Which One To Go For? Corded Or Cordless When It Comes To Orbital Sanders?
For most people, choosing a corded orbital sander will “probably” make the most sense, however for some, a cordless version will make more sense.
However to help you make your mind up here I have done a comparison on the pro’s and con’s of each type.
Ask yourself the following:
Where will you be using the Orbital sander the most? Indoors near a power socket, or mainly out and about on jobs?
The obvious two possible answers should help you focus in on the right answer.
Maybe having one of each type will make the most sense?
The best orbital sander for you will not be the best for someone else. You all have your own tool needs.
So below Ive broken down a few pointers:
Even though we are not talking hundreds or thousands of pounds here, cost does become an issue, and areal “pain in the neck” once you’ve bought a battery version and then after realize you need to buy 1 or 2 extra batteries. A real bargain then turns out to be a bit of a burden. Companies like Ryobi do have universal battery systems (called the One+ 18V battery) that fit most of their tools, but then that means you are tied into one brand, and this is down to your own personal preference.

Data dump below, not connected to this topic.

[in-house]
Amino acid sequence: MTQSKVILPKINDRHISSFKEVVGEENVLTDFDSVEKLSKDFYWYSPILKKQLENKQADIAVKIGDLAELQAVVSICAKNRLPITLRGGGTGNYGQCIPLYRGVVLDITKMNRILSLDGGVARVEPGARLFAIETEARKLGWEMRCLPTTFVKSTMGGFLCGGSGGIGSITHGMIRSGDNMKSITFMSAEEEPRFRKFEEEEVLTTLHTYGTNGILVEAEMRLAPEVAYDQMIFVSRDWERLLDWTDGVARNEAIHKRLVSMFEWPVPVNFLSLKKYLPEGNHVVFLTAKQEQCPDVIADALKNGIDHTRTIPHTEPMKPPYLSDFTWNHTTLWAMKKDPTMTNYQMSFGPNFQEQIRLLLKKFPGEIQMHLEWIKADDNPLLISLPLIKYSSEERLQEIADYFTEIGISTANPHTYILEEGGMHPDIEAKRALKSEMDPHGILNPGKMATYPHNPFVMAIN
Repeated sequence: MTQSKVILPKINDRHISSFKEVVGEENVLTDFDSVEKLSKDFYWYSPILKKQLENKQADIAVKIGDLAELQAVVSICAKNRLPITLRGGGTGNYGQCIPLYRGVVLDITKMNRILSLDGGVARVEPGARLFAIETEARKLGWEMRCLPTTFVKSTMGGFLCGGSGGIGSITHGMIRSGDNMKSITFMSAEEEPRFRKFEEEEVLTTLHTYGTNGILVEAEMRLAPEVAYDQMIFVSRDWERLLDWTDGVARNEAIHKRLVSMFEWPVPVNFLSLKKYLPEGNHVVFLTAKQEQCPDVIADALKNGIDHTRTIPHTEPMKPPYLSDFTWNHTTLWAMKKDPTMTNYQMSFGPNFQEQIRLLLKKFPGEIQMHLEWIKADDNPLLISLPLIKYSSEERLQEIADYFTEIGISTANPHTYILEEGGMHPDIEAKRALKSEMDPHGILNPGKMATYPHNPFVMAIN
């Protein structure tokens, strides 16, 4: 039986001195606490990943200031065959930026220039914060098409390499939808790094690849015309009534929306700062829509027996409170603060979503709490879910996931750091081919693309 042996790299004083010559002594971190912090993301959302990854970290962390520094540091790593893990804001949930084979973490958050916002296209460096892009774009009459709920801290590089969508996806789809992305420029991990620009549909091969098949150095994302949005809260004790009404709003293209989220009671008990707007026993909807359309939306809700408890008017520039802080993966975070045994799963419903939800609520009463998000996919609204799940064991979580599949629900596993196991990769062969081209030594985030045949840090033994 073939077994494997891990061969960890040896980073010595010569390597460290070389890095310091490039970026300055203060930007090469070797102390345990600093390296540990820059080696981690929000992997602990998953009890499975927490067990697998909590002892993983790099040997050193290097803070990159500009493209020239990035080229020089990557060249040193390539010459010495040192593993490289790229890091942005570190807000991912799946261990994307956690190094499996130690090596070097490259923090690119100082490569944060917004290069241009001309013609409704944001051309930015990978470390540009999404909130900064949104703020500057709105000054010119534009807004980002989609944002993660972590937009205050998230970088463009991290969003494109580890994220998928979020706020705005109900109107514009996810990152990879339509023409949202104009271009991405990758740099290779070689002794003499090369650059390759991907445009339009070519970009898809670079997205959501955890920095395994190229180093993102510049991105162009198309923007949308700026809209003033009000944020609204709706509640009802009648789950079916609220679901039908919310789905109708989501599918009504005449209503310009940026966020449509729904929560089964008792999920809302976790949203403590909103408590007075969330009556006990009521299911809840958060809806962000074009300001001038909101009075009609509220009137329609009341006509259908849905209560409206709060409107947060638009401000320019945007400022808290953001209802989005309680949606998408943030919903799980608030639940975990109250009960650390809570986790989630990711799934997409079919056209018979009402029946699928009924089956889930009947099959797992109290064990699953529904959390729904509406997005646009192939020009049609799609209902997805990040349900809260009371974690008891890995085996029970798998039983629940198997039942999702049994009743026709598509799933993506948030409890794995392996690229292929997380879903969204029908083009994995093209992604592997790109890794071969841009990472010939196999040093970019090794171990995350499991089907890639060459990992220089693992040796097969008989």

- Cordless – more expensive in general, need to also buy extra batteries
- Corded – much cheaper, one price and you’re set to go
Cordless models: Bosch professional with 2 batteries is around £250. For the unit without the batteries it’s around £80
Corded version: Bosch professional corded version is around £170 all in
Of course, more power means you can get jobs done quicker and easier, instead of willing the sander to sand down using mind control. It’s really no fun if you have a lot of sanding to get done and it performs more like a hair dryer on it’s last legs.
- Cordless – can be really good depending on the model, but for a limited time till the battery dies
- Corded – depends on the model chosen
In terms of how long the orbital sanders will last, there is not much difference for long term use as in things breaking. However when it comes to using on a daily or hourly basis you can’t fault corded versions. Batteries only last so long (up to an hour) in most cases before they need recharging. Batteries also eventually develop “battery memory” where soon they don’t charge as fully as they can do, and they then soon don’t last as long as they could do.
- Cordless – one the battery is gone you’ll need to swap to another battery
- Corded – Will work as hard as you all day long
You have to figure out the real life aspects of using an orbital sander. Generally sanding jobs are not a quick 3 minute job like using a drill, and can become quite time intensive. You often will need to bring your work piece into your workshop to clamp it inspect it etc. so you may find that most times you will be using it inside rather than outside. Corded seems most practical. You can use an extension cable if you do the odd bit of work outside too if needed.